The band’s situation took a turn when the great songwriting team got sick of dealing with Gordy and left Motown. But honestly, people were listening to the band not for original material, but to hear these guys sing. So they managed to continue in the charts for awhile with pop covers. This was an era when a successful song was covered by basically everyone–I wonder just how many versions of “Bridge over Troubled Water” were cut in the decade after its release. So that wouldn’t have even seen a raised eyebrow by their fans. They had a bit of a return to prominence in the early 70s, adjusting with the times and adopting a more contemporary sound. They had two top ten hits in 1972, with ”Keeper of the Castle” and ”Ain’t No Woman (Like the One I’ve Got).” Then they had one more top 10 hit, in 1981 with “Casablanca.”

Now, unlike most of the band, Benson did write songs. In fact, he and his bandmates were in Berkeley for a show the day the cops tried to bust up People’s Park in 1969. Benson watched it from his hotel room and was disgusted and horrified. So he put his pen to paper and wrote a little song named “What’s Going On?” He worked it up with his friend, the songwriter Al Cleveland. The rest of the band was not interested in this. Protest songs was not what these guys did and it would have been such a left-field turn that they just didn’t have the stomach for it, however much they liked the song. So he gave it to Marvin Gaye, who was himself more than a little nervous about it. Gordy really didn’t like the idea. But of course, Gaye went through with it and then titled his album with it and then made one of the greatest albums ever recorded in the history of music with it as the lead cut.

The band did get some late attention thanks to their old friend Aretha Franklin, who worked with them on her 1989 album Through the Storm, which didn’t exactly set the world on fire itself, but still was a respectable late album for the Queen. The Four Tops were inducted into the Rock and Roll Hall of Fame in 1990 and I don’t know who could question the appropriateness of both their induction and the early date. Of course they weren’t “rock and roll” by a narrow definition, which whatever who cares except that some people are still grumbly about hip hop acts not being rock and roll. C’mon, let’s not split hairs unnecessarily here.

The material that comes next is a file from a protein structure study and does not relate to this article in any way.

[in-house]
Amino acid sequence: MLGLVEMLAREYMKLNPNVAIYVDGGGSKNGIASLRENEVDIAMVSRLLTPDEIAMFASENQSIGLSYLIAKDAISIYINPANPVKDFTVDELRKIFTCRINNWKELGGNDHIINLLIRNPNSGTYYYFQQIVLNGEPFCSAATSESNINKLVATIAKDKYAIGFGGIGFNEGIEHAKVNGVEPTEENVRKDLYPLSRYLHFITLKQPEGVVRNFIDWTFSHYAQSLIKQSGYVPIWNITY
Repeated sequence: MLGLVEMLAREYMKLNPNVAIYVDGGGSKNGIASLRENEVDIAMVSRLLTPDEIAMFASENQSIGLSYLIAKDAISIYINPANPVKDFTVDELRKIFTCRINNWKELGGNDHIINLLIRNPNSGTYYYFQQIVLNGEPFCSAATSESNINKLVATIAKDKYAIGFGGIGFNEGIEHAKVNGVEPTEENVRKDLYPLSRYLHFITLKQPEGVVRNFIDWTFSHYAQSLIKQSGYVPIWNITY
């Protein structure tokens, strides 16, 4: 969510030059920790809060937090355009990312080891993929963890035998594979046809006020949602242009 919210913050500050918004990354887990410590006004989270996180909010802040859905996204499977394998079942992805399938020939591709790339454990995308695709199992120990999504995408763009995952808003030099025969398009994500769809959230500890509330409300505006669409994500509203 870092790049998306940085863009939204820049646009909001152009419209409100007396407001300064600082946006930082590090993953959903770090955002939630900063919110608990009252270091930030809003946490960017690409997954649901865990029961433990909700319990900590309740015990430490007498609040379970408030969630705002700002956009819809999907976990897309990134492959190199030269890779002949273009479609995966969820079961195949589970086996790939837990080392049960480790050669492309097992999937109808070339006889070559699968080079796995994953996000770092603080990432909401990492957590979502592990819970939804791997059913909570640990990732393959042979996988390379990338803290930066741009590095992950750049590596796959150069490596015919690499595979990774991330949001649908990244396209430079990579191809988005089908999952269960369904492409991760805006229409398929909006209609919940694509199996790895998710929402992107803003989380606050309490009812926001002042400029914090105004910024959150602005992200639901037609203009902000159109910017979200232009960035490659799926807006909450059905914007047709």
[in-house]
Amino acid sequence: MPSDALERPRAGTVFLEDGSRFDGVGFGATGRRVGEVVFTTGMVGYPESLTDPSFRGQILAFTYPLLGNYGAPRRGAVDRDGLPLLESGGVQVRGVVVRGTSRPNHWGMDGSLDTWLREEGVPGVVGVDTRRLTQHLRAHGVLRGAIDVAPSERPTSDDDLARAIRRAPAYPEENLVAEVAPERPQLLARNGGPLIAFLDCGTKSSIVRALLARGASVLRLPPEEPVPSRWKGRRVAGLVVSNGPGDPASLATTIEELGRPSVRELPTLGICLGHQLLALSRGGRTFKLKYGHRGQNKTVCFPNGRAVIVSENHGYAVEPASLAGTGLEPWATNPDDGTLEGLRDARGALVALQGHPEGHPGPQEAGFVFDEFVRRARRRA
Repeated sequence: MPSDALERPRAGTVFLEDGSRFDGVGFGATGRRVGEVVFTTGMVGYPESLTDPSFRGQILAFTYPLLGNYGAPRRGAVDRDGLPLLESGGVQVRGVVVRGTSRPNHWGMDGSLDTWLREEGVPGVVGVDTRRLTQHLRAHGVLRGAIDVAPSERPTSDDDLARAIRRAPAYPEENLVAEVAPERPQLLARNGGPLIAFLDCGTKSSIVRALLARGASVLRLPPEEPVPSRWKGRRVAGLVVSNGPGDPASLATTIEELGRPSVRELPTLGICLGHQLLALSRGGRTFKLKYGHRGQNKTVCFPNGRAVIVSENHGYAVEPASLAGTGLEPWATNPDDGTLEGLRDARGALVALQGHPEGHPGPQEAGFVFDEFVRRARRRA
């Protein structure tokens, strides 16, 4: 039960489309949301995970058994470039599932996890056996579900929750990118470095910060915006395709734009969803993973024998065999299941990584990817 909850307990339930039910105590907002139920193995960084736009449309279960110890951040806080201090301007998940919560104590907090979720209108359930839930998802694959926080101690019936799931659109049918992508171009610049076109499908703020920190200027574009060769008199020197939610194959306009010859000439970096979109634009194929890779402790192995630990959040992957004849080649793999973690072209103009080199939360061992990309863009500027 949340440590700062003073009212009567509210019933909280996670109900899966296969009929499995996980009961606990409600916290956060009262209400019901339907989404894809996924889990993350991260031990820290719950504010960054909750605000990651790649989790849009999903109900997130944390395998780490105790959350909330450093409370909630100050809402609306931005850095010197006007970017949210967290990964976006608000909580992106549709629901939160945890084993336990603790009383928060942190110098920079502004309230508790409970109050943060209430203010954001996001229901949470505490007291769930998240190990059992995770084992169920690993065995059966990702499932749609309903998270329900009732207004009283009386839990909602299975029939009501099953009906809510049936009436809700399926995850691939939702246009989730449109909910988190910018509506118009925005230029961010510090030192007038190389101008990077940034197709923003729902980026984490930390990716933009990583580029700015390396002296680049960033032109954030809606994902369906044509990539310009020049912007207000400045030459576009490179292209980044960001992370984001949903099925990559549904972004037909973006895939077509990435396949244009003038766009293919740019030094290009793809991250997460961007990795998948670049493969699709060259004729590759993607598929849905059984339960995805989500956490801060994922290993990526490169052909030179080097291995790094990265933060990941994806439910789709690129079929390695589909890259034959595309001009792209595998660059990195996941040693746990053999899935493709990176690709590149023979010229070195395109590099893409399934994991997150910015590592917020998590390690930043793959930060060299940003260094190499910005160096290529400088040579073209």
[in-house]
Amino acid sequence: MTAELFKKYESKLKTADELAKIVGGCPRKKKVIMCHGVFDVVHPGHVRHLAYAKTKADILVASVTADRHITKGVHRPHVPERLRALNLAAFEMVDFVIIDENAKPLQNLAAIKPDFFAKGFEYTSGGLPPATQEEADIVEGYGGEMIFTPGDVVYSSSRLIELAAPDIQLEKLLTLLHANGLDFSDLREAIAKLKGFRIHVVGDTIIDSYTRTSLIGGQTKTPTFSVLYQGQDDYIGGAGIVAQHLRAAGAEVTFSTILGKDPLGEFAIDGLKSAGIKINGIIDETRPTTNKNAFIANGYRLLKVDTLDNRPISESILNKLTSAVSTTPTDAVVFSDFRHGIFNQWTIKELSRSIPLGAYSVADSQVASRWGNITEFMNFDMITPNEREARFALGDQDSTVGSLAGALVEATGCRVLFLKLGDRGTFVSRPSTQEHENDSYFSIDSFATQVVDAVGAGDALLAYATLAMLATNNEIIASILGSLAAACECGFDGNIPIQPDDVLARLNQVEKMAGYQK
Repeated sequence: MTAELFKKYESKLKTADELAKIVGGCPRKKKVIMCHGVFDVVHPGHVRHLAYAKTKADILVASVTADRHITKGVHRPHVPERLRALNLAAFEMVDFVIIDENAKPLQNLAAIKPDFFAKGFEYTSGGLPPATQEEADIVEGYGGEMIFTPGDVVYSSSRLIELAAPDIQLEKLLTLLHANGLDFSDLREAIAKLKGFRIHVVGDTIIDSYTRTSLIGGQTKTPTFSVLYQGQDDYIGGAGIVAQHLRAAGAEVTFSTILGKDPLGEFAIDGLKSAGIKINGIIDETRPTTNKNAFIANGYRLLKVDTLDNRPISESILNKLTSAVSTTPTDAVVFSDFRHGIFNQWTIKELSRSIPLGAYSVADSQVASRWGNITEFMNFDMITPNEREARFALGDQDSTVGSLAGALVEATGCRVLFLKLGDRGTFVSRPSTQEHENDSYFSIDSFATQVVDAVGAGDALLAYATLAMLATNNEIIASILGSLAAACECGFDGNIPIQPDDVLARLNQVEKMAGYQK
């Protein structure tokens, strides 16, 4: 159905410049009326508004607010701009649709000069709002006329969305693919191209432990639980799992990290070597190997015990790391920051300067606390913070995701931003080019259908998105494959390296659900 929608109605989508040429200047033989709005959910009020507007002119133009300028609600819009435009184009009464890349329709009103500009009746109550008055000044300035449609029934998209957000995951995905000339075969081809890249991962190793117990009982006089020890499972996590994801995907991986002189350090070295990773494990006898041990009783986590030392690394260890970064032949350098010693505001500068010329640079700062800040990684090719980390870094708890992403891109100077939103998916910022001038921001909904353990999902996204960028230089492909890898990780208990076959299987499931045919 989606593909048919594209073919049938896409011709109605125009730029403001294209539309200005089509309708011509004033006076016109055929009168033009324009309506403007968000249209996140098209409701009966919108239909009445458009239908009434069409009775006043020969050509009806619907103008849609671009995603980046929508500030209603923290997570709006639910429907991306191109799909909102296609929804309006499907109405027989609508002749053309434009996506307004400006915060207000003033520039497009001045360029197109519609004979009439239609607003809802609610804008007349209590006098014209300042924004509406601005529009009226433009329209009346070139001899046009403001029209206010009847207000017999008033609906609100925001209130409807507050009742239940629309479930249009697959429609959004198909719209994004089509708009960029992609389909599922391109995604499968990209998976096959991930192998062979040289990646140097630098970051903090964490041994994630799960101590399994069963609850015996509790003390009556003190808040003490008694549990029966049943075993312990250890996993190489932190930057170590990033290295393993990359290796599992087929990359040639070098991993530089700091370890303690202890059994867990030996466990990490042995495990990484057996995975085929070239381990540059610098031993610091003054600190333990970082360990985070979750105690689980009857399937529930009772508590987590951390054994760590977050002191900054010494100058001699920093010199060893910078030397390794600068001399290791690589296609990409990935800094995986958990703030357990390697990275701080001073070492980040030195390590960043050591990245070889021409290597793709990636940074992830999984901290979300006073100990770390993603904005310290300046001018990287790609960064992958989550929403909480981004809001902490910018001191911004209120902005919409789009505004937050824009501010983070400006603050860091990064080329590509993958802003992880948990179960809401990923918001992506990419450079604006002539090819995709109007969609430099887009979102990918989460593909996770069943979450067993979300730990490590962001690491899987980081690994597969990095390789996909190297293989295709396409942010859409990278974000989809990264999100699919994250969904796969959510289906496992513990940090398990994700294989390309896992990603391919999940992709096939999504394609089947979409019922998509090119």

Benson continued to work with his friends until the end. By the early 2000s, he began to have serious health problems. In 2005, he had a leg partially amputated for circulation problems, which I imagine probably means he was diabetic. As the doctors were doing this operation, they realized he had other severe health issues as well and it turned out to be lung cancer. That killed him in July 2005. He was 69 years old.

Obie Benson is buried in Woodlawn Cemetery, Detroit, Michigan.

If you would like this series to visit other members of the 1990 class of the Rock and Roll Hall of Fame, you can donate to cover the required expenses here. Herb Reed, from The Platters, is in Peabody, Massachusetts and Nick Massi from The Four Seasons is in Kenilworth, New Jersey. Previous posts in this series are archived here and here.